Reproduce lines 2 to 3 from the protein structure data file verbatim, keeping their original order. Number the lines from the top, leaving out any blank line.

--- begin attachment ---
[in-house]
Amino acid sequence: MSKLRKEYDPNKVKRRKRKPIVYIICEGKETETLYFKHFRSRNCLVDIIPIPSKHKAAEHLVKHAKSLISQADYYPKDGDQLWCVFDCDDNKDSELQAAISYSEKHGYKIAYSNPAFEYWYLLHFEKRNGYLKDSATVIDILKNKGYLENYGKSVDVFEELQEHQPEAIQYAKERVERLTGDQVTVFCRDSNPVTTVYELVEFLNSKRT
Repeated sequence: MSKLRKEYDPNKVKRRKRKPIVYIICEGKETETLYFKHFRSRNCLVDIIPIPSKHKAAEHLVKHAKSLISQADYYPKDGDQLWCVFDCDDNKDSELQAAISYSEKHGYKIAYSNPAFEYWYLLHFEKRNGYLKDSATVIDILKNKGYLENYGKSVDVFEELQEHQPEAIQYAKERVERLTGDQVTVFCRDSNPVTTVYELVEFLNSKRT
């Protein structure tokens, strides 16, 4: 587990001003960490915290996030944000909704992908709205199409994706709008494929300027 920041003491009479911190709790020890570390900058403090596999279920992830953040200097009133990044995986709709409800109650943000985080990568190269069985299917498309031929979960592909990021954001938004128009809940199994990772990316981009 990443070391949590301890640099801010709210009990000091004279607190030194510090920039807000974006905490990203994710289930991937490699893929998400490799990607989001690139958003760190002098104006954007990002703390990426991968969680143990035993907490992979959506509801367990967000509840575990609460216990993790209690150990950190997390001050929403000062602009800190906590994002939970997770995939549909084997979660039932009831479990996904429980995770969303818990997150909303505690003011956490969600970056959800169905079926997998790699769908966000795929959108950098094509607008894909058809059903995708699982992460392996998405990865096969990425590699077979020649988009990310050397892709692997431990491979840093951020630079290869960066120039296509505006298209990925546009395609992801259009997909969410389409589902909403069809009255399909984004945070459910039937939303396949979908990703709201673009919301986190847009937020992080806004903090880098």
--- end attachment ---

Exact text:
Amino acid sequence: MSKLRKEYDPNKVKRRKRKPIVYIICEGKETETLYFKHFRSRNCLVDIIPIPSKHKAAEHLVKHAKSLISQADYYPKDGDQLWCVFDCDDNKDSELQAAISYSEKHGYKIAYSNPAFEYWYLLHFEKRNGYLKDSATVIDILKNKGYLENYGKSVDVFEELQEHQPEAIQYAKERVERLTGDQVTVFCRDSNPVTTVYELVEFLNSKRT
Repeated sequence: MSKLRKEYDPNKVKRRKRKPIVYIICEGKETETLYFKHFRSRNCLVDIIPIPSKHKAAEHLVKHAKSLISQADYYPKDGDQLWCVFDCDDNKDSELQAAISYSEKHGYKIAYSNPAFEYWYLLHFEKRNGYLKDSATVIDILKNKGYLENYGKSVDVFEELQEHQPEAIQYAKERVERLTGDQVTVFCRDSNPVTTVYELVEFLNSKRT